The takeaway? Personalize and segment. They want it. You need it.
Follow up, follow up, follow up. And then follow up again. Starting to see a pattern? The importance of the follow-up email can not be stressed enough here. Here’s the reality of the email game: 70% of unanswered email chains stop after the first message, while 50% of sales happen after the fifth touchpoint. So here’s the secret to email success: follow up. Studies have shown that subsequent emails after the first one continue to generate good-to-great response rates. One showed an 18% response rate to the first message, 12% to the third, and 27% to the sixth. Image Source Another saw 30% to the first, 13% to the fifth, and 7% to the tenth. But don’t just resend the same message. An effective follow-up needs to up the value, add context, and adjust the call-to-action as necessary. The follow-up email is at least as important as the initial one. Keep. Sending.
Test, Monitor, and Tweak
If you’re not tracking important metrics and optimizing for conversions, you might as well stop altogether. Luckily, any email solution worth its salt makes this ridiculously easy to do. You should be tracking open rates (aim for 15-30%), response rates (shoot for 10-30%), and/or click-through rates (5%+) at a minimum. Go for the high end. Never be satisfied with hitting that bottom rung. As a quick rule of thumb, a high open but low response rate means you’ve got a strong subject line but weak copy. High response rate but low open? Great copy, weak subject line. The open rate for October 2018 across all industries was 15.75%, while the click-through rate was 7.63%. For marketing and advertising specifically, it was 12.50% and 8.45%, respectively. Falling short of those benchmarks? Fix it. Yesterday. As the saying goes, that which gets measured, gets managed. So measure the metrics that matter.
A Few Tips, Tricks, and Hacks
Beyond the best practices listed above, there are a few other things you can do to increase the effectiveness of your cold email outreach:
Try the trickle-down technique where you intentionally email the wrong decision-maker – someone higher in the hierarchy, if possible – then ask them to point you towards the right person. Instant referral and credibility.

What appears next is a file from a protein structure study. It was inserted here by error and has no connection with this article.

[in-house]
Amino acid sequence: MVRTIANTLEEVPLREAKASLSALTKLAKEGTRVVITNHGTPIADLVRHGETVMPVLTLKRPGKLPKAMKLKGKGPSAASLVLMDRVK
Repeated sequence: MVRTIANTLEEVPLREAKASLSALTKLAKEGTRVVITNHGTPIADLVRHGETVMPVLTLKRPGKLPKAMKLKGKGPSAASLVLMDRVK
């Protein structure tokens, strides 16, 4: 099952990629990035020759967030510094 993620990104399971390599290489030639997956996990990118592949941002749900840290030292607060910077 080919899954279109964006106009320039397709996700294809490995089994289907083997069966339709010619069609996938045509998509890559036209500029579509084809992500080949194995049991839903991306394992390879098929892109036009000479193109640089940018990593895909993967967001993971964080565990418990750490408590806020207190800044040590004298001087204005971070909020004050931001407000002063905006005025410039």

Email is the past, present, and future of digital sales and marketing. It’s affordable, powerful, far-reaching, and enormously effective. And anyone can become a master with a little patience and practice. Keep your cold emails casual, compact, and concise. Personalize and segment as much as your target allows. Test your subject line. Test your copy. Follow-up. And watch your sales soar. What’s your recipe for cold email success? We’d love to hear about it in the comments below:
3 Common Messaging Mistakes Made By B2B Companies, and How To Avoid Them
In my travels as a growth marketing consultant, one the most common utterances I hear from B2B CEOs or Founders is “we need some help with our positioning” or “we need to tighten up our messaging.” The nuance between positioning and messaging aside, the common underlying agita is a feeling that the company is […]
In my travels as a growth marketing consultant, one the most common utterances I hear from B2B CEOs or Founders is “we need some help with our positioning” or “we need to tighten up our messaging.” The nuance between positioning and messaging aside, the common underlying agita is a feeling that the company is not speaking to potential customers in the most compelling way possible. There’s a feeling that there’s a disconnect between what’s being said, and the message that would resonate most strongly with potential customers. Or there’s just no consistency in the story that’s being told at all. As I pondered this, I realized that I’ve never heard this request from a company that’s already doing well. Companies that are already scaling may want to go faster, may want more leads, may want to source bigger deals, or may want to experiment with pricing. But it’s the companies who are under performing who tend to identify messaging as an area that needs some TLC. And it makes sense – if your messaging isn’t speaking to the pains and desires of your potential customer base, you can do everything else right and still really struggle to achieve your growth goals. As I studied the companies that self-identified as needing help with their messaging, three patterns began to emerge. This post will identify some of the common pitfalls B2B companies fall into with their messaging – if you read this and realize your company is guilty of one of these, it may be time to reevaluate the messaging you’re bringing to market. Let’s dive in.
Self-identifying as #1